In terms of class name semantics, overly-specified class names can just mean a headache when it comes to maintenance. Somebody on a project I was working on lately used 'red' as a class name on a span within a heading, obviously to highlight the word. We had to 're-skin' the site and swap out the primary red colour for a blue, which meant any occurrences like this needed a manual find and replace. It was hardly hell on Earth, but it was the result of bad practice. Commented Jul 17, 2015 at 9:13
  • CSS first vs HTML first? Ask yourself, does your content holds more value or the way of presenting it? Commented Jul 17, 2015 at 9:41
  • 1
    @AbhinavGauniyal I don't really know why it would be relevant what is "more important". But the authored content, which I do care about, typically comes after the CSS is already in place..
    – donquixote
    Commented Jul 27, 2015 at 12:16

3 Answers 3


Your 'HTML' represents the elements that corresponds to the DOM. As your CSS is applied to these elements to create the layer of presentation, it would be like coloring before sketching. I would use HTML to define the individual elements of page, without style first. When their behavior works to pass the testing, I would start using CSS. The behavior usually asks for a dynamical use of classes - like :hover or a certain state or theme.

To answer your question: define HTML before CSS, in my opinion.


After having spent more time thinking about this, I come to the following conclusion:

HTML first, or CSS first?

The "html first" is misleading advice, imo.

The good way is to think about classes and tag names as a protocol or language for html to communicate with or to the CSS. A language or protocol is an agreement between two sides.

Even if technically you might be writing the CSS first, or the HTML first, you always have both sides in mind when you invent new class names. When writing CSS first, you are simultaneously writing HTML in your imagination. When writing HTML first, you are simultaneously writing CSS in your imagination.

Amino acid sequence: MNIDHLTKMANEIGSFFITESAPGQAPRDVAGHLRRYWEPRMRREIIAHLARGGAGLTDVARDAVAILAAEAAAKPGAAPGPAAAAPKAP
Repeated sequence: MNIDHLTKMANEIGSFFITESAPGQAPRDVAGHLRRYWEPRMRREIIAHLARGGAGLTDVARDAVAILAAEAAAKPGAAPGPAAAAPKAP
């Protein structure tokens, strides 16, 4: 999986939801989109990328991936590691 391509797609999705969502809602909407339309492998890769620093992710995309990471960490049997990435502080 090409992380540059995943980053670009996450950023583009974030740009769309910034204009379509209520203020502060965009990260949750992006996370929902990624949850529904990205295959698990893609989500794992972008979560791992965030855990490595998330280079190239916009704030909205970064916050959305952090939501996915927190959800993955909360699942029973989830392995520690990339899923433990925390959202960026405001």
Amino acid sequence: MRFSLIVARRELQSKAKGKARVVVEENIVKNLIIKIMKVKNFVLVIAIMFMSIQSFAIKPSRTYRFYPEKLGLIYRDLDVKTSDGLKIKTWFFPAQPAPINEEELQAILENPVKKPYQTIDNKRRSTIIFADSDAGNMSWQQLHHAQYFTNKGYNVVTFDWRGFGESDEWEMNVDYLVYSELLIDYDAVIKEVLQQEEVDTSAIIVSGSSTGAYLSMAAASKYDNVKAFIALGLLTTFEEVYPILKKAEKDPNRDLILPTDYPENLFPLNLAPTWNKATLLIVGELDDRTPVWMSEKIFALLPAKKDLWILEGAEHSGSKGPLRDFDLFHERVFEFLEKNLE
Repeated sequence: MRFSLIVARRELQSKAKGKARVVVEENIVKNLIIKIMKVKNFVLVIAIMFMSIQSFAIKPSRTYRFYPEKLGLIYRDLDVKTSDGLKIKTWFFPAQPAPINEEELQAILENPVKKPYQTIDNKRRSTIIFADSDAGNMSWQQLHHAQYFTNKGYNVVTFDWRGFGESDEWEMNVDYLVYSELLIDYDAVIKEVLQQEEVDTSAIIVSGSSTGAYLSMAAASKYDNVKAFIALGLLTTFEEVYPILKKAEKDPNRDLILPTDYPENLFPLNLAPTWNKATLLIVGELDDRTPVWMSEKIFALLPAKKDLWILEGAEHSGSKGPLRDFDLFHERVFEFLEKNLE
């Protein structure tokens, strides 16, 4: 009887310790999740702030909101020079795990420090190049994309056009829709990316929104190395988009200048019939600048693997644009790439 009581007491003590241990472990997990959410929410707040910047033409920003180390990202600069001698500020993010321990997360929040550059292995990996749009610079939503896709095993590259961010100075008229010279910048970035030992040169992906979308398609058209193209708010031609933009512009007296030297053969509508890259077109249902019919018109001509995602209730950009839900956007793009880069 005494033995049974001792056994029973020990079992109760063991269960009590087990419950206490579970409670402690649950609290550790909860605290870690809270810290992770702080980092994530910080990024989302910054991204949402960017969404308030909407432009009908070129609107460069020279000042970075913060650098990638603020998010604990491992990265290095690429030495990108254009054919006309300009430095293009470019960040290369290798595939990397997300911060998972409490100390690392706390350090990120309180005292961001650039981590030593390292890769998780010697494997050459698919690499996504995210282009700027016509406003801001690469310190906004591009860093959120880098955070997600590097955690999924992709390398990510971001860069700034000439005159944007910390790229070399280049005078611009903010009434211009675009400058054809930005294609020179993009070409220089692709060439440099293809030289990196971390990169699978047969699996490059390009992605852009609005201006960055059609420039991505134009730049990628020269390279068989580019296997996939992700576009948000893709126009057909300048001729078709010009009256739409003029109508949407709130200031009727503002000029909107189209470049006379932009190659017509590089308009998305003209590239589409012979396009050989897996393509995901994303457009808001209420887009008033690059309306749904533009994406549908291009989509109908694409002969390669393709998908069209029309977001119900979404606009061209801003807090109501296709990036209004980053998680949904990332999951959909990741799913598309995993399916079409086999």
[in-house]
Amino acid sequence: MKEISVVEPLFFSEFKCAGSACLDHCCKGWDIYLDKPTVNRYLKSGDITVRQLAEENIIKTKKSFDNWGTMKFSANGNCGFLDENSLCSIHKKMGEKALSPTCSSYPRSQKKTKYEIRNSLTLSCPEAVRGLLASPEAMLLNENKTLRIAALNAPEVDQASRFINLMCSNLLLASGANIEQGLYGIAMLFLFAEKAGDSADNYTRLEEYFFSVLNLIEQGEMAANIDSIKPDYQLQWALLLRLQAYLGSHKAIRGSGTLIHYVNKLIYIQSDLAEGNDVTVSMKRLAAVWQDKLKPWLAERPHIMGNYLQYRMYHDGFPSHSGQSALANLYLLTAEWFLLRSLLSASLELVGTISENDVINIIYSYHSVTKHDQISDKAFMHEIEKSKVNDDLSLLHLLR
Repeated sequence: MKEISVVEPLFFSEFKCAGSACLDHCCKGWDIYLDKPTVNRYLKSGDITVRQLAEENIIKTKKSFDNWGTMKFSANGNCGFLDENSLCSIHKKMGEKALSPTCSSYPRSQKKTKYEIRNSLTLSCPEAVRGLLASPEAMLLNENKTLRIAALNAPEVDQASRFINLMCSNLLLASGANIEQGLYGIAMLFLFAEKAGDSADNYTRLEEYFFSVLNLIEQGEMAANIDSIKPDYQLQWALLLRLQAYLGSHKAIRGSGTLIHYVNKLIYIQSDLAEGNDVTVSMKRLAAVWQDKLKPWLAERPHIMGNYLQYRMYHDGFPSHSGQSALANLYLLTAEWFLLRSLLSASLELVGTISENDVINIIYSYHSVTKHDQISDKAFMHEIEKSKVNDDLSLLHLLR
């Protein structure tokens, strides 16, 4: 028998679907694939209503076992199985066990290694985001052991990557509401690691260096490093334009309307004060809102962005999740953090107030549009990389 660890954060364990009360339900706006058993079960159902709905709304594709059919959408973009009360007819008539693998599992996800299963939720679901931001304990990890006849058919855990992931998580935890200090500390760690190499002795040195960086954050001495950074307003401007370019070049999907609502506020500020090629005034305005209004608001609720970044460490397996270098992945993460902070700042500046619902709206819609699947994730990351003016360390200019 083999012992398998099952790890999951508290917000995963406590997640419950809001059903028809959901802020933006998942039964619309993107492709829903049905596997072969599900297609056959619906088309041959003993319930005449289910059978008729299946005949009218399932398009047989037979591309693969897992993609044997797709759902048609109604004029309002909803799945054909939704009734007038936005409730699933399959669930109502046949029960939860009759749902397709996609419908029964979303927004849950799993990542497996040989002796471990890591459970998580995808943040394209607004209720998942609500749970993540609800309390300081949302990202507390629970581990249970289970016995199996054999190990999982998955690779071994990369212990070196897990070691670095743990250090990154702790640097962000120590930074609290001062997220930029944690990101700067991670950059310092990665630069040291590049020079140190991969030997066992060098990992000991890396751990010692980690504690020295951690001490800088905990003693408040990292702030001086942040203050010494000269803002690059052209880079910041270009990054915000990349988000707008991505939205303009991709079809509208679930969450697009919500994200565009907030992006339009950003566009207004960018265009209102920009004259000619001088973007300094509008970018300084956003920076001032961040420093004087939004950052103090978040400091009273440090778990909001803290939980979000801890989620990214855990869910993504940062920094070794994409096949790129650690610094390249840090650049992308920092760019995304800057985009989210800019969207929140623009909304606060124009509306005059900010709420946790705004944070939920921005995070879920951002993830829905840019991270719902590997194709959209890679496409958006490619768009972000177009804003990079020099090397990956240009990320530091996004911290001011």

Or if you are writing CSS components with a HTML style guide (HTML example snippets), you are actually writing both at the same time, even technically.

Even if, by this philosophy, you are always doing both at the same time (just one in your head), there is a difference:

On the one hand it can happen that your "protocol" (classes and tag names) expresses internal implementation details, e.g. about components of your CMS or server-side framework, or your content architecture, instead of visual or functional hints. To style such elements with CSS, you need unnecessarily complex selectors and overrides, which end up being painful to maintain. (I have seen this a lot in Drupal 7 sites - although there are clearly ways to avoid such problems in Drupal).

On the other hand, it can happen that your protocol is too focused on specific styling, e.g. if your classes encode specific colors or fonts.

Ideally, the protocol should be somewhere in between. The HTML side should not need to know too much about styling details, and the CSS side should not need to know too much about server-side content architecture and framework details.

Additional thoughts

The following might not be 100% related to the original question, but they come up when thinking about this stuff.